Mars is the only bright planet to light up the evening sky throughout April 2021 (Jupiter and Saturn are found in the predawn/dawn sky all month long, while Venus sits too close to the sunset glare to be easily seen). Best to seek out this modestly-bright world at early evening, when it’s still relatively high in the sky. Mars slowly descends westward during the evening hours, finally setting in the west at or around midnight at mid-northern latitudes, and by mid-evening at temperate latitudes in the Southern Hemisphere.
Mars starts the month in front of the constellation Taurus the Bull and then passes into the constellation Gemini the Twins on April 24, 2021. Enjoy Mars in April 2021! It’s only going to get fainter as this year progresses. In the months ahead, Mars will slowly but surely dim as – day by day – it will sink closer and closer to the setting sun.
Let the moon help guide your eye to the red planet for several nights centered around April 16 or 17. If you live in Southeast Asia, you can witness the moon occulting – covering over – Mars on the night of April 17, 2021. Read more.
Venus will be hard to spot in April, because it’ll remain close to the sunset glare all month long, and will follow the sun beneath the horizon before dark. By late April – or more likely – May, Venus will return to our skies as an evening “star” near the western horizon. It’ll then be up in the evening, glorious, for the rest of this year.
For the utmost sky watching challenge, try catching the pairing of Mercury and Venus after sunset in the last week in April. Don’t forget binoculars!
Jupiter and Saturn remain somewhat close together, yet are slowly spreading apart, in the April predawn/dawn sky. Both planets are up before dawn’s first light, and will be much easier to view than they were last month.
Saturn rises first. At mid-northern latitudes, Saturn rises about 2 1/2 hours before the sun in early April, and about 3 1/2 hours before the sun at the month’s end. Jupiter follows Saturn into the sky about 1/2 hour later.
At temperate latitudes in the Southern Hemisphere, Saturn rises about 1 1/2 hours after midnight in early April, and by the month’s end, comes up around midnight. (By midnight, we mean midway between sunset and sunrise.) Jupiter follows Saturn into the sky roughly an hour later.
Use the moon to help guide you to the morning planets on April 5-8, 2021.
Mercury is not easy to see this month, as it transitions from the morning to evening sky. Mercury swings to superior conjunction (see diagram below) on April 19, 2021, to enter the evening sky. After that, Mercury will climb away from the sunset, to reach its greatest eastern (evening) elongation from the setting sun on May 17, 2021. From northerly latitudes, Mercury might first become visible after sunset by late April.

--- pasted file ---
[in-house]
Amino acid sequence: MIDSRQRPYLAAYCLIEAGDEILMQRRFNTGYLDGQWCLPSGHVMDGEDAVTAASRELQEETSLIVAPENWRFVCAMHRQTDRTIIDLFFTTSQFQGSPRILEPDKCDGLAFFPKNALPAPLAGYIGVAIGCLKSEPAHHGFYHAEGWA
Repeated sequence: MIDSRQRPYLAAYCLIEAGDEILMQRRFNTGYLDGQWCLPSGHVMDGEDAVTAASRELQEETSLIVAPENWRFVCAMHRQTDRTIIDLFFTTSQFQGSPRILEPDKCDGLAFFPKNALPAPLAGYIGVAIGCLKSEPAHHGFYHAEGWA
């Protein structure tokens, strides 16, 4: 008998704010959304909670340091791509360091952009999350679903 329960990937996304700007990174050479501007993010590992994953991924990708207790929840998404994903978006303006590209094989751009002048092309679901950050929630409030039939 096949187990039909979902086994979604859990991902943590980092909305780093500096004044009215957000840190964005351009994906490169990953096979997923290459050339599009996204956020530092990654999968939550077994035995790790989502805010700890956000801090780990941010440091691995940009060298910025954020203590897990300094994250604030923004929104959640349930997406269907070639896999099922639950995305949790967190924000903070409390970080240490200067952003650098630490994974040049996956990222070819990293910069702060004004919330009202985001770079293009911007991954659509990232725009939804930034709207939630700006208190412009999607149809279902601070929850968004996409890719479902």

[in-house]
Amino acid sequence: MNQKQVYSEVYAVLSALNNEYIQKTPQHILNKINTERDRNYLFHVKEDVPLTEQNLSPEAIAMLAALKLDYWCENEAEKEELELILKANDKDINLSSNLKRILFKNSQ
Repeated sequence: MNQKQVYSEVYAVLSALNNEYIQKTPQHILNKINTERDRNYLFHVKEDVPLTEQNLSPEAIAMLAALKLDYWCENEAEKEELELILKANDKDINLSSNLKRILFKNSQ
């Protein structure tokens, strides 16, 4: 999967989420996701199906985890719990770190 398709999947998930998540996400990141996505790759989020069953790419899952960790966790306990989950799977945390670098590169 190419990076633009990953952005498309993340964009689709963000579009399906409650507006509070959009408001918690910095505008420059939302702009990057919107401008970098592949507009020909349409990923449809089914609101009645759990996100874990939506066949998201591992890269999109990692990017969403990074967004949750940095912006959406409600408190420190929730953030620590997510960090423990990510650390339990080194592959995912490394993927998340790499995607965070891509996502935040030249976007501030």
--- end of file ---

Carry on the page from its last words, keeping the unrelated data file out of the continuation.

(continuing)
For the Northern Hemisphere, May 2021 will present the best month of the year to view Mercury in the evening sky.
What do we mean by bright planet? By bright planet, we mean any solar system planet that is easily visible without an optical aid and that has been watched by our ancestors since time immemorial. In their outward order from the sun, the five bright planets are Mercury, Venus, Mars, Jupiter and Saturn. These planets actually do appear bright in our sky. They are typically as bright as – or brighter than – the brightest stars. Plus, these relatively nearby worlds tend to shine with a steadier light than the distant, twinkling stars. You can spot them, and come to know them as faithful friends, if you try.
Bottom line: April 2021 presents three bright planets! Mars is the only bright planet to light up the evening sky. Jupiter and Saturn appear in the morning sky. Venus is hard to see because she sits low at dusk, and follows the sun beneath the horizon before darkness falls. Mercury is difficult to view as well, because the solar system’s innermost planet transitions from the morning to evening sky in April 2021.
Bruce McClure has served as lead writer for EarthSky's popular Tonight pages since 2004. He's a sundial aficionado, whose love for the heavens has taken him to Lake Titicaca in Bolivia and sailing in the North Atlantic, where he earned his celestial navigation certificate through the School of Ocean Sailing and Navigation. He also writes and hosts public astronomy programs and planetarium programs in and around his home in upstate New York.